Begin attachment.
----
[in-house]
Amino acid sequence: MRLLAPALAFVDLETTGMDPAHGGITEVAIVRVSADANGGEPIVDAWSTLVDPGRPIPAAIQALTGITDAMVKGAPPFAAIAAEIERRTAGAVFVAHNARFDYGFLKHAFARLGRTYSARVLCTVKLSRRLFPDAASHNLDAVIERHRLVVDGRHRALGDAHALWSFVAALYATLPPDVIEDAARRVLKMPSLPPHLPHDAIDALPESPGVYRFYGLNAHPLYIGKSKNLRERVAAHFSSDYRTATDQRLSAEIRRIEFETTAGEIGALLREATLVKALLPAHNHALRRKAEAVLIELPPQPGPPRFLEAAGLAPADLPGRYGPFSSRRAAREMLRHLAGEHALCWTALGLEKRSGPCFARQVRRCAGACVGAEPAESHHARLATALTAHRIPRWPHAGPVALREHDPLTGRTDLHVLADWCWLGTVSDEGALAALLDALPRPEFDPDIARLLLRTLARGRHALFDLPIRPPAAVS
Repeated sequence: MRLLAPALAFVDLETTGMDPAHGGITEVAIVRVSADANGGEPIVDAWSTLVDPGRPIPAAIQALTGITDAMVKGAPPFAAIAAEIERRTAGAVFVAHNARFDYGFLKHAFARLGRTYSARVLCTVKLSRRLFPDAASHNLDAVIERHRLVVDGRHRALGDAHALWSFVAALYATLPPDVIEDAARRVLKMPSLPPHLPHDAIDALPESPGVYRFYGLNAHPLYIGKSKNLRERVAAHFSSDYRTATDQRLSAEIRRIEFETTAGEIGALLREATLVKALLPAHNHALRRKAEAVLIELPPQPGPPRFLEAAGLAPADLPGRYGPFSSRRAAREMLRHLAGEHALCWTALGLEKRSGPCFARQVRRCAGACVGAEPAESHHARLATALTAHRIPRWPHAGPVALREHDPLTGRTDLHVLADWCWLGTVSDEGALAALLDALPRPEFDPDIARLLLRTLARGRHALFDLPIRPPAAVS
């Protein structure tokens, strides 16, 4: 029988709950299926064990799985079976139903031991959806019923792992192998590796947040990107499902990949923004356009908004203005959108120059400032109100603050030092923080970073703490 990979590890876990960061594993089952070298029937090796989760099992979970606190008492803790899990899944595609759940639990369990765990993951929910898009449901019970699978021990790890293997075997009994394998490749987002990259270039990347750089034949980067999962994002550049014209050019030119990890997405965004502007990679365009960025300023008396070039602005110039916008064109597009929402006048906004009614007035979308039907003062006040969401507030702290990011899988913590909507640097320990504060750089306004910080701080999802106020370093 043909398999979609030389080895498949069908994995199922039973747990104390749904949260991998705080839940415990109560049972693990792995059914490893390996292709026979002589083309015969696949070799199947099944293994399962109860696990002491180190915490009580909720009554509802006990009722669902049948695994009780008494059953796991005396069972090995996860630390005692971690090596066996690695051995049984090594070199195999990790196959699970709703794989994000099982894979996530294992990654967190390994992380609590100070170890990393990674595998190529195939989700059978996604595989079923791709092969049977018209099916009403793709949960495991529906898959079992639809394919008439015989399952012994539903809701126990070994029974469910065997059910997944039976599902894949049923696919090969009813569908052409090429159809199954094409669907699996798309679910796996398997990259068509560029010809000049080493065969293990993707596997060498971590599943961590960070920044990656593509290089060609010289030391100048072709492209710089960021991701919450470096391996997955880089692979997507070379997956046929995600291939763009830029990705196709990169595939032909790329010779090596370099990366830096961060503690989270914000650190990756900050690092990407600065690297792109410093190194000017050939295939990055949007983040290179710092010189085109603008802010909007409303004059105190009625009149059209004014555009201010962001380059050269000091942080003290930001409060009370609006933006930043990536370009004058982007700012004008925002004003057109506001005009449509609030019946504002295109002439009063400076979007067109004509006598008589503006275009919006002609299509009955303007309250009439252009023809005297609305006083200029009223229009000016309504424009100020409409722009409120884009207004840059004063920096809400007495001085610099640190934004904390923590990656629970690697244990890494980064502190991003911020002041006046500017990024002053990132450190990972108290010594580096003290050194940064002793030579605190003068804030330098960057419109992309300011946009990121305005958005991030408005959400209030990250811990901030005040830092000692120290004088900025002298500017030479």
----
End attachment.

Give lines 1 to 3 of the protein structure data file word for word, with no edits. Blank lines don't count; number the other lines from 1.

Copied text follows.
[in-house]
Amino acid sequence: MRLLAPALAFVDLETTGMDPAHGGITEVAIVRVSADANGGEPIVDAWSTLVDPGRPIPAAIQALTGITDAMVKGAPPFAAIAAEIERRTAGAVFVAHNARFDYGFLKHAFARLGRTYSARVLCTVKLSRRLFPDAASHNLDAVIERHRLVVDGRHRALGDAHALWSFVAALYATLPPDVIEDAARRVLKMPSLPPHLPHDAIDALPESPGVYRFYGLNAHPLYIGKSKNLRERVAAHFSSDYRTATDQRLSAEIRRIEFETTAGEIGALLREATLVKALLPAHNHALRRKAEAVLIELPPQPGPPRFLEAAGLAPADLPGRYGPFSSRRAAREMLRHLAGEHALCWTALGLEKRSGPCFARQVRRCAGACVGAEPAESHHARLATALTAHRIPRWPHAGPVALREHDPLTGRTDLHVLADWCWLGTVSDEGALAALLDALPRPEFDPDIARLLLRTLARGRHALFDLPIRPPAAVS
Repeated sequence: MRLLAPALAFVDLETTGMDPAHGGITEVAIVRVSADANGGEPIVDAWSTLVDPGRPIPAAIQALTGITDAMVKGAPPFAAIAAEIERRTAGAVFVAHNARFDYGFLKHAFARLGRTYSARVLCTVKLSRRLFPDAASHNLDAVIERHRLVVDGRHRALGDAHALWSFVAALYATLPPDVIEDAARRVLKMPSLPPHLPHDAIDALPESPGVYRFYGLNAHPLYIGKSKNLRERVAAHFSSDYRTATDQRLSAEIRRIEFETTAGEIGALLREATLVKALLPAHNHALRRKAEAVLIELPPQPGPPRFLEAAGLAPADLPGRYGPFSSRRAAREMLRHLAGEHALCWTALGLEKRSGPCFARQVRRCAGACVGAEPAESHHARLATALTAHRIPRWPHAGPVALREHDPLTGRTDLHVLADWCWLGTVSDEGALAALLDALPRPEFDPDIARLLLRTLARGRHALFDLPIRPPAAVS